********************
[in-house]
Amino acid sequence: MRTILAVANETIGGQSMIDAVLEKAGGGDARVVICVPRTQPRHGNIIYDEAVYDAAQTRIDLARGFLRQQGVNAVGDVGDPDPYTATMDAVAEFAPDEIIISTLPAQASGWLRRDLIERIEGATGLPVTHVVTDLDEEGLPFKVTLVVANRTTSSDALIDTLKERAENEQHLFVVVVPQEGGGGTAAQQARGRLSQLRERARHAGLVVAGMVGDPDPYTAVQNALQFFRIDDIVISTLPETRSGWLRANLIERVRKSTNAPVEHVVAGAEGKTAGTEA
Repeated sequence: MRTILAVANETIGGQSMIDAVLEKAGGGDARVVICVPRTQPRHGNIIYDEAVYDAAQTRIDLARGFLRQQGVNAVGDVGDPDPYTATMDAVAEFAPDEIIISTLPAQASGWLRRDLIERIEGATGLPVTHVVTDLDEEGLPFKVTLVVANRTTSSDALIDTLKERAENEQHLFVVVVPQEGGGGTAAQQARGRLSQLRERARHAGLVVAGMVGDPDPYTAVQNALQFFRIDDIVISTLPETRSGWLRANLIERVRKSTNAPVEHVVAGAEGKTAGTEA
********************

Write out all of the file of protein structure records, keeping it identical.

[in-house]
Amino acid sequence: MRTILAVANETIGGQSMIDAVLEKAGGGDARVVICVPRTQPRHGNIIYDEAVYDAAQTRIDLARGFLRQQGVNAVGDVGDPDPYTATMDAVAEFAPDEIIISTLPAQASGWLRRDLIERIEGATGLPVTHVVTDLDEEGLPFKVTLVVANRTTSSDALIDTLKERAENEQHLFVVVVPQEGGGGTAAQQARGRLSQLRERARHAGLVVAGMVGDPDPYTAVQNALQFFRIDDIVISTLPETRSGWLRANLIERVRKSTNAPVEHVVAGAEGKTAGTEA
Repeated sequence: MRTILAVANETIGGQSMIDAVLEKAGGGDARVVICVPRTQPRHGNIIYDEAVYDAAQTRIDLARGFLRQQGVNAVGDVGDPDPYTATMDAVAEFAPDEIIISTLPAQASGWLRRDLIERIEGATGLPVTHVVTDLDEEGLPFKVTLVVANRTTSSDALIDTLKERAENEQHLFVVVVPQEGGGGTAAQQARGRLSQLRERARHAGLVVAGMVGDPDPYTAVQNALQFFRIDDIVISTLPETRSGWLRANLIERVRKSTNAPVEHVVAGAEGKTAGTEA